3. Information and time of all observations
  4. Description of actual observations or data values obtained

Principle 7- Establish Verification Procedures

The HACCP plan must be systematically verified. There are four processes involved with verification; every food establishment is responsible for the first three, and the FSIS is responsible for the fourth.

  1. Validation, the scientific and technical process, to determine if the critical control point and associated critical limits are adequate and sufficient to control the hazard
  2. Assurance that the HACCP plan, initially and on an ongoing basis, functions properly
  3. Reassessment of the plan; this must be periodic and documented
  4. Verification by, or on behalf of, the FSIS that the establishment's plan is adequate
Verification procedures also address the recalibration of testing equipment; i.e., digital thermometers, probe sensors, etc., direct observations of those monitoring the critical control points and the review of all records to confirm they are complete.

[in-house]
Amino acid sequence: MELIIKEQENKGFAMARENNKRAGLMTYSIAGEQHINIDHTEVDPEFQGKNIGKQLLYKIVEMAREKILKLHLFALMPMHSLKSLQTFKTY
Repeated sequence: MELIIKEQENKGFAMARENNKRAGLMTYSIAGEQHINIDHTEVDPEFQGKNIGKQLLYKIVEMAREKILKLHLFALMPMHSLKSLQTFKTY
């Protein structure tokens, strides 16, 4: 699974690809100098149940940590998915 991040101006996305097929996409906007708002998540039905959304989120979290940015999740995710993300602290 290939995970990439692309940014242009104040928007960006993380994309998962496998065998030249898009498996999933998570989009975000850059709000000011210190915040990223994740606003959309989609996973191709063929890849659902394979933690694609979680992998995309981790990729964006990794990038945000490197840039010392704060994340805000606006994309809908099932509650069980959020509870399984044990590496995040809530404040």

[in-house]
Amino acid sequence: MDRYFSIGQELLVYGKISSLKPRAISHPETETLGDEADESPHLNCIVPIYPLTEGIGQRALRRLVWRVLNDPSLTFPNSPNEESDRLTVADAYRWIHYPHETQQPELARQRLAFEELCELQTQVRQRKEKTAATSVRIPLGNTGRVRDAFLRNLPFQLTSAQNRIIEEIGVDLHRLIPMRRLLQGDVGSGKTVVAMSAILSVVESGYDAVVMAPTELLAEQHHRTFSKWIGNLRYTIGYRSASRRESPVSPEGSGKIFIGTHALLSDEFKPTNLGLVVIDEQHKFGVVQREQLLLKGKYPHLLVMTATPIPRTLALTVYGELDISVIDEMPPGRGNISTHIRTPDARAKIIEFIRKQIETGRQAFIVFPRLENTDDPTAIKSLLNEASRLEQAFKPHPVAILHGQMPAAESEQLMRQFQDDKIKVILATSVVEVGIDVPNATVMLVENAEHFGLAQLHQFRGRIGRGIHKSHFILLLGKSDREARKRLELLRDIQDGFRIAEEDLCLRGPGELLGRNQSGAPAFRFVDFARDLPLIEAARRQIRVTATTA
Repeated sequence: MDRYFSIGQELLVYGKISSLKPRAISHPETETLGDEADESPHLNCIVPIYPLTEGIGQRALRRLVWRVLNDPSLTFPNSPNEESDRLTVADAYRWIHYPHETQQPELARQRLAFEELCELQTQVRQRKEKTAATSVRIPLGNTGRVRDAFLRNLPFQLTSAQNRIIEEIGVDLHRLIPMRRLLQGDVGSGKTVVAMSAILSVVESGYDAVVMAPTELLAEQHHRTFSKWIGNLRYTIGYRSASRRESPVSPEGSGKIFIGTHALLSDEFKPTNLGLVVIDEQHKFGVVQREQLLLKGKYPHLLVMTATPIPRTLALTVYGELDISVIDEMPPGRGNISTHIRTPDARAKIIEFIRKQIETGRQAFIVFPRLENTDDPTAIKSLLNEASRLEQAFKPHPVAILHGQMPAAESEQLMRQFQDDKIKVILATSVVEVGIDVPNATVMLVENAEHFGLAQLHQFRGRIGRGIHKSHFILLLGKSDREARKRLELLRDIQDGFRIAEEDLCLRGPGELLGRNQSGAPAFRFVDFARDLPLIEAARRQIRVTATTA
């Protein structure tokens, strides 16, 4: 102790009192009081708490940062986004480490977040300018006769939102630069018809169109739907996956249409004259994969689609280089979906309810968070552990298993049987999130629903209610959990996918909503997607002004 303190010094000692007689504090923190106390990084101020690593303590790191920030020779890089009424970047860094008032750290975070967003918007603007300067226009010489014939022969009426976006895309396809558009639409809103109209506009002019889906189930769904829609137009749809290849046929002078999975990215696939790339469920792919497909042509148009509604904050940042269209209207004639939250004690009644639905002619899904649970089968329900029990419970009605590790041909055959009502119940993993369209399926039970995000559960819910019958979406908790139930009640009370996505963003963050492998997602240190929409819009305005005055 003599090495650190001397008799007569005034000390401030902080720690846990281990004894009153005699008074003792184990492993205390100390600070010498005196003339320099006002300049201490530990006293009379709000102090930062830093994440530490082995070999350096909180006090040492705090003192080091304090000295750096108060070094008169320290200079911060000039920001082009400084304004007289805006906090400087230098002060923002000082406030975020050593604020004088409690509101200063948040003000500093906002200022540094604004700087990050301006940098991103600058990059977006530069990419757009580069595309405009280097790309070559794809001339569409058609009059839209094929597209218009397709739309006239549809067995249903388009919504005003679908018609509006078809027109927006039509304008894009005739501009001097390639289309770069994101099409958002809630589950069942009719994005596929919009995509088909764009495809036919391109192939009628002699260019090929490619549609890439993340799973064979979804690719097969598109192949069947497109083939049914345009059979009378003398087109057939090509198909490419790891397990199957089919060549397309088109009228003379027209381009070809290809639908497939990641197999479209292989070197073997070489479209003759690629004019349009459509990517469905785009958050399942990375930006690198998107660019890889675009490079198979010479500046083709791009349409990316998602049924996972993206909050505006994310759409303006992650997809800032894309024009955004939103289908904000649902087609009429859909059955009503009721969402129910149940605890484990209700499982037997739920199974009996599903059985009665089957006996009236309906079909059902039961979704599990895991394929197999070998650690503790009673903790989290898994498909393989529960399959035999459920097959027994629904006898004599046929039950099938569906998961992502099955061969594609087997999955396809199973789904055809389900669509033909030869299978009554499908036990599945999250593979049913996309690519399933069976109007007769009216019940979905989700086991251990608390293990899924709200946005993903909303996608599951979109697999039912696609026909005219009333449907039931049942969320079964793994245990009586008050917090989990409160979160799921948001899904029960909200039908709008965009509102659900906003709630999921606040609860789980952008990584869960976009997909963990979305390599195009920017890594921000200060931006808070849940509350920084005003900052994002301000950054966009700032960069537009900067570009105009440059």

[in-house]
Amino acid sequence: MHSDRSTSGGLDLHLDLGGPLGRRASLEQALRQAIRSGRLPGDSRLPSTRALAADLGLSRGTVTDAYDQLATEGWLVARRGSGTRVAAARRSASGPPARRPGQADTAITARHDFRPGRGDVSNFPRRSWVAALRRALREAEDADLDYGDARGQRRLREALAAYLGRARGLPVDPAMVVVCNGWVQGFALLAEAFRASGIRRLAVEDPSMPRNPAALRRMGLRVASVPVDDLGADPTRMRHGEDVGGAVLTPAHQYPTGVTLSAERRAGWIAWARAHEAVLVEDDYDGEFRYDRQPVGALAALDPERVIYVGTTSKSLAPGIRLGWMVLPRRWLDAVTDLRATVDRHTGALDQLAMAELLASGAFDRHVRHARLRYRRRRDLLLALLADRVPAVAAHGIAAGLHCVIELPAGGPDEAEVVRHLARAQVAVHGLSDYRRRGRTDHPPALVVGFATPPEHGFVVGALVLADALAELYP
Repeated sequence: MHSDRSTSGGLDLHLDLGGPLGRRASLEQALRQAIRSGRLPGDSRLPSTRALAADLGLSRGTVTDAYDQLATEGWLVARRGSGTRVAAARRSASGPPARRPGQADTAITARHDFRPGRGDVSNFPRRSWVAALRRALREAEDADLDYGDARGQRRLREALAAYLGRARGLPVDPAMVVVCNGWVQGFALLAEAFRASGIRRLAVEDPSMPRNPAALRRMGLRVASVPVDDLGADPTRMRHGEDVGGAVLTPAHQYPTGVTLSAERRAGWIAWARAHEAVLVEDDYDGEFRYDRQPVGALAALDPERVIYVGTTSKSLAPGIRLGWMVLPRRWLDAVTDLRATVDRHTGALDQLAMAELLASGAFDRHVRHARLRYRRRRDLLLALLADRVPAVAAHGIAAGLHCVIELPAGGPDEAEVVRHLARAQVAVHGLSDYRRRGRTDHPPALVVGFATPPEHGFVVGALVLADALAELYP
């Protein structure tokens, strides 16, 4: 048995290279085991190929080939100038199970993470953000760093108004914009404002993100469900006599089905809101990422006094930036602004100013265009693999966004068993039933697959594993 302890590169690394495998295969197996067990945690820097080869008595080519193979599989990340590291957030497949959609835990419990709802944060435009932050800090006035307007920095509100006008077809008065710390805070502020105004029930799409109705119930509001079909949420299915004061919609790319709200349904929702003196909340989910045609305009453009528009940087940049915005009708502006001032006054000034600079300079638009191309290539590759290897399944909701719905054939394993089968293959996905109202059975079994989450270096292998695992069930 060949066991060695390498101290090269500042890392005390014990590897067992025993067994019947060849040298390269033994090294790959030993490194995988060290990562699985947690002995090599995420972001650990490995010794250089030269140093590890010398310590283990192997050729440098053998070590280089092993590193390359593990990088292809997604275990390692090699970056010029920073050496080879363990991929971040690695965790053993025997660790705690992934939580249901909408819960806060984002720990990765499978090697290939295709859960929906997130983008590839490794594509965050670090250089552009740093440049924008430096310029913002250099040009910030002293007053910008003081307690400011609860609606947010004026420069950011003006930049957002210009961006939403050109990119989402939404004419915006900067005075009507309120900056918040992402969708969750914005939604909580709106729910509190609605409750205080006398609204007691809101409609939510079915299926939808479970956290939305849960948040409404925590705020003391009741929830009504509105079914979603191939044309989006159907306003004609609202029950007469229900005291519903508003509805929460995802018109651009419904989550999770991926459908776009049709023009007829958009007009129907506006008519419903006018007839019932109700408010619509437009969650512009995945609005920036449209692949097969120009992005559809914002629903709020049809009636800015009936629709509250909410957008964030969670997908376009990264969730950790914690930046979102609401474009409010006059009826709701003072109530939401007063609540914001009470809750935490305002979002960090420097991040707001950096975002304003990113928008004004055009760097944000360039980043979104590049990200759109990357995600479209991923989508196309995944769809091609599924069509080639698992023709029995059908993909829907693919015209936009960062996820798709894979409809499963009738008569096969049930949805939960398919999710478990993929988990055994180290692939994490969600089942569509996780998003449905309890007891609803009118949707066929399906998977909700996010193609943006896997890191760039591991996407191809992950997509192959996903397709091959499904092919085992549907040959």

Conclusion It should be noted by the reader of this article that only the critical limits and the contents of records are finite, while the procedures and the identification of hazards are subjective and unique to the establishment. The critical limits establish the goal, but the procedures and processes implemented to reach and maintain the goal are the responsibility of the owners.
The use of the Zip HACCP application will ensure compliance by the employees of standard operating procedures to affect the HACCP plan. The cloud-based technology will store all records and documentation relative to corrective actions.
Please visit Hubworks' Zip HACCP page to learn more about the features of the app and its integration into an established HACCP plan.

Frequently Asked Questions

  1. Question- What is an example of a critical point?
    Answer- A step, point or procedure applied to a hazard to eliminate, prevent or reduce it to an acceptable level. The most common example of a critical control point is cooking.
  2. Questions- Can a business owner establish a critical limit?